Lesson 10: Connecting To Multiple Companies ........................................................................................... 60 PICKLIST .................................................................................................................................................... 60 Creating a Consolidation Connection .......................................................................................................... 62 Importing the Report onto the Consolidated Connection .......................................................................... 63

Lesson 11: Report Writing Methodology And Best Practices ....................................................................... 64 Report Writing Methodology ........................................................................................................................ 64 Pre-requisites ........................................................................................................................................... 64 Report Writing Best Practices ...................................................................................................................... 65 Connector ................................................................................................................................................ 65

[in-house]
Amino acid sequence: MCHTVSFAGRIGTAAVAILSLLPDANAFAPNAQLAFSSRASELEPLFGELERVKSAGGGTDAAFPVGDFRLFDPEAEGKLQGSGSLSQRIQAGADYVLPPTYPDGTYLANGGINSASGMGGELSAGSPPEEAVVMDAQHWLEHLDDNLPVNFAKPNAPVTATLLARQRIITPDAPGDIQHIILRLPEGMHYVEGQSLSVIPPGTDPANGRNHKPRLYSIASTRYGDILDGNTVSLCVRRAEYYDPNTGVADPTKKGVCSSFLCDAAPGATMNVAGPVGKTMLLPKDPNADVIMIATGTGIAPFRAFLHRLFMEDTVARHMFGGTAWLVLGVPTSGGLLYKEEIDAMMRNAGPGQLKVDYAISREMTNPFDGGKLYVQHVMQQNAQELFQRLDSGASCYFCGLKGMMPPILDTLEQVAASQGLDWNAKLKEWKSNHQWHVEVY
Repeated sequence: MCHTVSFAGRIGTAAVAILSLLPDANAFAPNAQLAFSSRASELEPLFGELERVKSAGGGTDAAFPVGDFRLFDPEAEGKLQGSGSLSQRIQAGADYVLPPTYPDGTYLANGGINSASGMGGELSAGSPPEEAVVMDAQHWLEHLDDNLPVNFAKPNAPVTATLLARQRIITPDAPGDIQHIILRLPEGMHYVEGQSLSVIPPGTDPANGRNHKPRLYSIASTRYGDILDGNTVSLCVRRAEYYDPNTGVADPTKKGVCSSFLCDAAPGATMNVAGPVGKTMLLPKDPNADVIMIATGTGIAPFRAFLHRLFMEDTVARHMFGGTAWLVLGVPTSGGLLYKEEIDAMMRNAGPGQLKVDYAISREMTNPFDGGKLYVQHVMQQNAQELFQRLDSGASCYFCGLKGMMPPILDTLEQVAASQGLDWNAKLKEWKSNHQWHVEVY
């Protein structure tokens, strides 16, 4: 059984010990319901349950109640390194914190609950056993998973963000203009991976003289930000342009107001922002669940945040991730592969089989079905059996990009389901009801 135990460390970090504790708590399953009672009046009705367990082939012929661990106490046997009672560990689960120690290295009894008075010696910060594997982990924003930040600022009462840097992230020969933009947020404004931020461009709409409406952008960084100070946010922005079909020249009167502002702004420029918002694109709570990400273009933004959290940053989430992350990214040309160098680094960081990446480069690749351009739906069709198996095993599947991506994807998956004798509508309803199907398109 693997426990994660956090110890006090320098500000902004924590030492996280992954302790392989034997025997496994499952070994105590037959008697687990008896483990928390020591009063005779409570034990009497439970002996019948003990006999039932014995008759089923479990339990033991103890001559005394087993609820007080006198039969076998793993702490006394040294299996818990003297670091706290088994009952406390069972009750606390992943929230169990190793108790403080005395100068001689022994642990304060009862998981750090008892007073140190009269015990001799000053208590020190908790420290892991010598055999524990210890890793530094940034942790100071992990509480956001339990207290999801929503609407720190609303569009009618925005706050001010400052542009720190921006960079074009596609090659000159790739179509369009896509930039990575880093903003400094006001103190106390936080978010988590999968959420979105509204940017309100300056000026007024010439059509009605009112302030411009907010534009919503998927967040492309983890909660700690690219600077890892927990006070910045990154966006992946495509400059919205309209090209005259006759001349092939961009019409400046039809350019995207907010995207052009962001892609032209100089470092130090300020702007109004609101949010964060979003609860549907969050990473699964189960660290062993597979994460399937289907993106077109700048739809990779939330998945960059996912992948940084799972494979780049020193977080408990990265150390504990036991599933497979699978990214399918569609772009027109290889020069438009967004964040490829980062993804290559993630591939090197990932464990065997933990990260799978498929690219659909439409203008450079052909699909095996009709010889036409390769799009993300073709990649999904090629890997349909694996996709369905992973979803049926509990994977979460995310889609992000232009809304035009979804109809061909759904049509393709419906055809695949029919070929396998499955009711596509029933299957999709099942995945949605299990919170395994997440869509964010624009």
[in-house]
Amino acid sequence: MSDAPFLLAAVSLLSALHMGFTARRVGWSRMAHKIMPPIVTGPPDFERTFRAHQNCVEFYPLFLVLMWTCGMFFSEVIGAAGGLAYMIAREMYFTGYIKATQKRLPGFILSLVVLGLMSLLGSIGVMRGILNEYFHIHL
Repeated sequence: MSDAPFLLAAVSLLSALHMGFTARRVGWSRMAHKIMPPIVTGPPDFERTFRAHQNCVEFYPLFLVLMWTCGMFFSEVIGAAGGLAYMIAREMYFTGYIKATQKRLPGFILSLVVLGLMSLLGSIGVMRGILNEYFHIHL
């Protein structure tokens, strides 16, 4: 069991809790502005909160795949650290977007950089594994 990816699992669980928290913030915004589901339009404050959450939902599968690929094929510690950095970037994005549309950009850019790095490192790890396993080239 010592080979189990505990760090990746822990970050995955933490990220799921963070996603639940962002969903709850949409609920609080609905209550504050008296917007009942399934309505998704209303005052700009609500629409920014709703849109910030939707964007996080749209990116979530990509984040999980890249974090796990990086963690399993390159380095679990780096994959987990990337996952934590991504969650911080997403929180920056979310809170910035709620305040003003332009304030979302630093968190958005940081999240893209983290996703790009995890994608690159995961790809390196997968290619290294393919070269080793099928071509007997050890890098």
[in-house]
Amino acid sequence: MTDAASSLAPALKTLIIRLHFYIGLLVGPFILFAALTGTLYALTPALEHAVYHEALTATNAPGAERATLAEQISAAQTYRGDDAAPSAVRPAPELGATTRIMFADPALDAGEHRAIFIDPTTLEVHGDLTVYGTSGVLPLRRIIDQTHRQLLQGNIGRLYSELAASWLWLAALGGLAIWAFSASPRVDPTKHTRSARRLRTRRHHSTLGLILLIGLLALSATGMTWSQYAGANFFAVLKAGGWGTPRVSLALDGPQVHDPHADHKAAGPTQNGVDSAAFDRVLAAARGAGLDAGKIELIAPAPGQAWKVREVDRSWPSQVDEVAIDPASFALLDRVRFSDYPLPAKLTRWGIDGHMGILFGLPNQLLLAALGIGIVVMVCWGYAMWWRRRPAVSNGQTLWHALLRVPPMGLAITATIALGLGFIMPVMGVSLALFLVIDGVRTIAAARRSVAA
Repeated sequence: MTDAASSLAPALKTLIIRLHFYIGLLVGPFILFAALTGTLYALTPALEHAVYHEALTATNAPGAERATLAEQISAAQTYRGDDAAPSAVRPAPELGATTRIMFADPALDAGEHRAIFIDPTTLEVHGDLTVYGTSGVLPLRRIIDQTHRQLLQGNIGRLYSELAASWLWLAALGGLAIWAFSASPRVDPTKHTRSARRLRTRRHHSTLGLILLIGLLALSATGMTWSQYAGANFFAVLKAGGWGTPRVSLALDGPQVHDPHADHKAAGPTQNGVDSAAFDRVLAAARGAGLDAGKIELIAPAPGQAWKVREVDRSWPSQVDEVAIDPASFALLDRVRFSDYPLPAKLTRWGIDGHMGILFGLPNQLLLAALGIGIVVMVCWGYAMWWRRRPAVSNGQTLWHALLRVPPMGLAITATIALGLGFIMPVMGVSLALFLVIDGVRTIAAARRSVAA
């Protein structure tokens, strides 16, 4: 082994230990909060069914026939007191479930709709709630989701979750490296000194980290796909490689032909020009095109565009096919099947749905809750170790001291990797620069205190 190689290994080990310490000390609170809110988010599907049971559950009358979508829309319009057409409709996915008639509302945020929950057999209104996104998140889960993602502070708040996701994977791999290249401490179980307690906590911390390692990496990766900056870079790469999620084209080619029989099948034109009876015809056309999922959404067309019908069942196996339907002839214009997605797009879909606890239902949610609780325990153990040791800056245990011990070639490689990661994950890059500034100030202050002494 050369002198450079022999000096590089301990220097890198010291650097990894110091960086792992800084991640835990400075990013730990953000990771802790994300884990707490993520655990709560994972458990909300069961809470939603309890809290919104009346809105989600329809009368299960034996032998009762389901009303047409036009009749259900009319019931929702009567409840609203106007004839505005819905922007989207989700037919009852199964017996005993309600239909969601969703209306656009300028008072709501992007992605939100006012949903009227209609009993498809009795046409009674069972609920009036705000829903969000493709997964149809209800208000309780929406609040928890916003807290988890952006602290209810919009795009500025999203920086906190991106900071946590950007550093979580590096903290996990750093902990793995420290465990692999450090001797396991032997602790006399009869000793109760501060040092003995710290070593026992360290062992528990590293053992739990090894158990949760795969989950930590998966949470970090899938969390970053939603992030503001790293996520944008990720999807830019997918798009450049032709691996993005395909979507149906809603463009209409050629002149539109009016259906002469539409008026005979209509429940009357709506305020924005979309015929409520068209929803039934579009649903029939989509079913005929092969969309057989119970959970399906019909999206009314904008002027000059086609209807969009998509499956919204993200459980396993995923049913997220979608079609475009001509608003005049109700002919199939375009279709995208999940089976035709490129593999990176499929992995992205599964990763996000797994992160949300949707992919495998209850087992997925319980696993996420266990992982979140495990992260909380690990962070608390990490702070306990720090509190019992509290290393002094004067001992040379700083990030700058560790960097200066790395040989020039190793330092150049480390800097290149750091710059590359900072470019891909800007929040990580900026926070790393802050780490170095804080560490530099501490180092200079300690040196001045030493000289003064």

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Welcome The Sage Intelligence Advanced course is designed to introduce you to the way Sage Intelligence Reporting connects to data sources. Highlights include an overview of the modules, how to connect to data sources, how to create and modify expressions as well as Best Practices to create the most efficient connectivity. With your instructor’s assistance and your efforts, you will become familiar with this Sage Alchemex product through “hands on” classroom training. Course Pre-Requisites 

A basic understanding of Microsoft Excel and Microsoft Windows is required.



A basic understanding of databases, particularly SQL is helpful.



Completion of the Sage Intelligence Reporting Beginners and Intermediate course or “hands on” experience working with the Report Manager is required.

Course Objective The objective of this course is to enable you to build more advanced custom reports using the connector. The Connector incorporates a number of innovative features. It enables you to connect to any supported ODBC compliant database and extract the data into an Excel workbook in the way you want it to be presented. Through the course instruction you will learn to: 

Build more advanced database connections



Build reports to consolidate databases and companies



Identify the components of a connection, container and expression

How to Use the Curriculum In addition to this course been completed, an online assessment will be required to be passed in order to obtain your course certificate.